Magazine article Multicultural Education

Regionalism and the Classroom

Magazine article Multicultural Education

Regionalism and the Classroom

Article excerpt

I am a native Appalachian. My roots are in southern West Virginia, near Charleston. When I left West Virginia in 1994, I encountered regionalism in Maryland and later in Florida. I define regionalism as a belief that one's region of origin is a primary determinant of the quality of one's standards of living, social forms, customary beliefs, levels of sophistication, and intellect and aesthetic development, and that regional differences produce an inherent superiority of persons from particular regions.

In particular, I noticed regionalism directed at West Virginia, i.e., WV trailer jokes, a WV Governor's Mansion with axels joke, WV poverty jokes, WV incest jokes, and on and on. On occasion, when I mentioned my state of origin, comments such as "bet you're glad you're out of there" and "oh, I'm sorry" were made.

The except that follows is from an article I wrote on this topic for The University of Tampa Minaret.

Recently, one of my UT colleagues make a West Virginia incest comment. I never understood how the incest stereotype emerged. What is the source of claims that West Virginians have higher incest rates than individuals in other states. I have wondered. Do researchers really study and document such things, and if so, how? "Excuse me. We're conducting a study: are you molesting or have you impregnated your daughter? Thank you. I'll be sure to mark you in the 'yes' column."

Seriously, what valid measure of incest rates could possibly exist? If valid measures do not exist, who creates such stereotypes, and for what purpose? It is clear that some enjoy any situation in which they elevate themselves over large populations of people. Hitler made a career out of the elitist predilections of some of his people (we see such phenomena today in the United States). Some individuals would surely be disappointed that I was not molested by a parent or other family member. It is interesting to note that in recent years incest, in other states, is referred to as child abuse.

I am amazed at how tenaciously people cling to derogatory stereotypical information about others but how correspondingly irresponsible they are about confirming the data.

One of my students asked why I dropped my West Virginia accent. Was it so that I could be given opportunity? I noted that my objective was not to be given opportunity but rather to avoid being denied opportunity by narrow-minded individuals who would judge my intellect or competence by the way I pronounced my vowels. One of my African American students nodded in agreement. In the past I had used the dialect gear shift when I sensed a particular tone in a gatekeeper's manner.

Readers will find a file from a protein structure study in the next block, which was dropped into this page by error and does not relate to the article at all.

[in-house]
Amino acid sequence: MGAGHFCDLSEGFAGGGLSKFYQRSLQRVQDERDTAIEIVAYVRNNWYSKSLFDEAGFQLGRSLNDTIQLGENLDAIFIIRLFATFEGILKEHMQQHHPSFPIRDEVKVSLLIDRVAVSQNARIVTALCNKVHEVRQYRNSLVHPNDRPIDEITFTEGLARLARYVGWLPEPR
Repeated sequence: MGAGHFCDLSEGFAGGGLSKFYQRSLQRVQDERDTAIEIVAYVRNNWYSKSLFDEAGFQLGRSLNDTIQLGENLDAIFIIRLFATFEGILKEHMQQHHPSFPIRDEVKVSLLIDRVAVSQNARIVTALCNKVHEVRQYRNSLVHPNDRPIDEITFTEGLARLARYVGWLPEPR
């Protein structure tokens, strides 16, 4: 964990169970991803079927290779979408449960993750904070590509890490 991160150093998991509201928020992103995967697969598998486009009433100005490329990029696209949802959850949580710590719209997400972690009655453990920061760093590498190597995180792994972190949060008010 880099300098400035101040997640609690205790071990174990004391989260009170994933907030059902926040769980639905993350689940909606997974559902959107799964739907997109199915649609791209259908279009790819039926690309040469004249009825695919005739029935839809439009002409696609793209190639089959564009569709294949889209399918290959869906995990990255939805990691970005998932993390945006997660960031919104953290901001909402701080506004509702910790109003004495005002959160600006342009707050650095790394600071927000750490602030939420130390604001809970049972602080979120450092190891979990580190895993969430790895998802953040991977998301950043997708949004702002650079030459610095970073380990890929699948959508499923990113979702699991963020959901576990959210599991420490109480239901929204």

Consider: Mississippi, Arkansas, Alabama, Kentucky, Montana, and some other states-what images come to mind, and what are their sources? Are those images from our own experience or have we willingly accepted the negative portrayals and images seen on television and film and in literature as factual? How many stereotypes were reinforced by the Beverly Hillbillies series alone? Who stands to gain from such large-scale stereotyping? Someone must.

One thing is for certain: Americans are too willing to allow the media to dictate to them their opinions, tastes, preferences, and biases. When people buy into and perpetuate myths, such as when they disparage West Virginia, they belittle themselves and my family.

During the course of the 20th Century, expressions of prejudice in public and private forums, against African Americans, certain religions, the disabled, for example, have become less acceptable. Other groups have not fared as well, however. The expression of region-related, age-related, and size-related bigotry is common. It occurs frequently and without apology. The dilemma of coping with bigotry and all of its negative consequences remains.


In my role as a teacher preparer, first at Towson University in Baltimore and now at The University of Tampa, I teach a course called "Learner Diversity and Cross Cultural Understanding" in which future teachers explore primary source documents about broadly inclusive diversity topics that include racism, ethnicity, religion, regionalism, and sexual orientation. …

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